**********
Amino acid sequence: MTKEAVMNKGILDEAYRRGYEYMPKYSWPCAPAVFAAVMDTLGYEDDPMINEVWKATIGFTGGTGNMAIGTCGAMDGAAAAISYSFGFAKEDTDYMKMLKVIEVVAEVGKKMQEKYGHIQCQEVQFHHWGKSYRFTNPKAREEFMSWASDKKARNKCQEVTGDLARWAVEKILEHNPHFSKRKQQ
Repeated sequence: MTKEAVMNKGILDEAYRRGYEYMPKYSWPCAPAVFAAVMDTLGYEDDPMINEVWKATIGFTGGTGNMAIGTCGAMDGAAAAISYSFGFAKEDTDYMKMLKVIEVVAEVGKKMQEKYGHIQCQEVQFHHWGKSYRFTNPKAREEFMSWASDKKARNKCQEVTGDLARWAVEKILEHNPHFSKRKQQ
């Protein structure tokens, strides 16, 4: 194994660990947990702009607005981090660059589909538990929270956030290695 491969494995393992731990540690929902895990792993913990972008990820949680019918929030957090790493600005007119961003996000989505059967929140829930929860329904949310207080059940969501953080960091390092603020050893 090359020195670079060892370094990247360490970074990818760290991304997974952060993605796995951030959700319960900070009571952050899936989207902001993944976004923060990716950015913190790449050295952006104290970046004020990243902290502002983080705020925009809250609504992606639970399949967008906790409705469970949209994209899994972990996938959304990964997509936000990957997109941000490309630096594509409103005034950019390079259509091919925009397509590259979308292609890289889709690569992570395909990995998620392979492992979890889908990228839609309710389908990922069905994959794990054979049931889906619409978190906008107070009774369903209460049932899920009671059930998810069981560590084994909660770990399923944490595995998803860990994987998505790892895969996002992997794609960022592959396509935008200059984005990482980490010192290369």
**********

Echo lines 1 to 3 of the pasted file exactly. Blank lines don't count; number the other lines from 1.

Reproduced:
Amino acid sequence: MTKEAVMNKGILDEAYRRGYEYMPKYSWPCAPAVFAAVMDTLGYEDDPMINEVWKATIGFTGGTGNMAIGTCGAMDGAAAAISYSFGFAKEDTDYMKMLKVIEVVAEVGKKMQEKYGHIQCQEVQFHHWGKSYRFTNPKAREEFMSWASDKKARNKCQEVTGDLARWAVEKILEHNPHFSKRKQQ
Repeated sequence: MTKEAVMNKGILDEAYRRGYEYMPKYSWPCAPAVFAAVMDTLGYEDDPMINEVWKATIGFTGGTGNMAIGTCGAMDGAAAAISYSFGFAKEDTDYMKMLKVIEVVAEVGKKMQEKYGHIQCQEVQFHHWGKSYRFTNPKAREEFMSWASDKKARNKCQEVTGDLARWAVEKILEHNPHFSKRKQQ
């Protein structure tokens, strides 16, 4: 194994660990947990702009607005981090660059589909538990929270956030290695 491969494995393992731990540690929902895990792993913990972008990820949680019918929030957090790493600005007119961003996000989505059967929140829930929860329904949310207080059940969501953080960091390092603020050893 090359020195670079060892370094990247360490970074990818760290991304997974952060993605796995951030959700319960900070009571952050899936989207902001993944976004923060990716950015913190790449050295952006104290970046004020990243902290502002983080705020925009809250609504992606639970399949967008906790409705469970949209994209899994972990996938959304990964997509936000990957997109941000490309630096594509409103005034950019390079259509091919925009397509590259979308292609890289889709690569992570395909990995998620392979492992979890889908990228839609309710389908990922069905994959794990054979049931889906619409978190906008107070009774369903209460049932899920009671059930998810069981560590084994909660770990399923944490595995998803860990994987998505790892895969996002992997794609960022592959396509935008200059984005990482980490010192290369």